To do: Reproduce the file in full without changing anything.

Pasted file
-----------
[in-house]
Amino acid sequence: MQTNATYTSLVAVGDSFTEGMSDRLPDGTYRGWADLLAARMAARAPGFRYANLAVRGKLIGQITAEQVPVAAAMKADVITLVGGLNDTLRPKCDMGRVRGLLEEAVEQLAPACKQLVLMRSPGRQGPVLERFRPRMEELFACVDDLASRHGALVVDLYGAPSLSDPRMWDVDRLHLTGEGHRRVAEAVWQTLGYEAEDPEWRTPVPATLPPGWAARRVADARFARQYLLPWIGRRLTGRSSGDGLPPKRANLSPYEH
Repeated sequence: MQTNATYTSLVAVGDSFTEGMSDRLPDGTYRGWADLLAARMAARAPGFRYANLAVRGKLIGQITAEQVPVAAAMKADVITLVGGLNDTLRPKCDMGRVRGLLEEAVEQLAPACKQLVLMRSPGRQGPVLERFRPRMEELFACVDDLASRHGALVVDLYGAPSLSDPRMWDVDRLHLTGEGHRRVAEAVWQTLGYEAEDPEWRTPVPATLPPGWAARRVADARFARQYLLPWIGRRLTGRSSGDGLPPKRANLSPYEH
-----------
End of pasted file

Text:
[in-house]
Amino acid sequence: MQTNATYTSLVAVGDSFTEGMSDRLPDGTYRGWADLLAARMAARAPGFRYANLAVRGKLIGQITAEQVPVAAAMKADVITLVGGLNDTLRPKCDMGRVRGLLEEAVEQLAPACKQLVLMRSPGRQGPVLERFRPRMEELFACVDDLASRHGALVVDLYGAPSLSDPRMWDVDRLHLTGEGHRRVAEAVWQTLGYEAEDPEWRTPVPATLPPGWAARRVADARFARQYLLPWIGRRLTGRSSGDGLPPKRANLSPYEH
Repeated sequence: MQTNATYTSLVAVGDSFTEGMSDRLPDGTYRGWADLLAARMAARAPGFRYANLAVRGKLIGQITAEQVPVAAAMKADVITLVGGLNDTLRPKCDMGRVRGLLEEAVEQLAPACKQLVLMRSPGRQGPVLERFRPRMEELFACVDDLASRHGALVVDLYGAPSLSDPRMWDVDRLHLTGEGHRRVAEAVWQTLGYEAEDPEWRTPVPATLPPGWAARRVADARFARQYLLPWIGRRLTGRSSGDGLPPKRANLSPYEH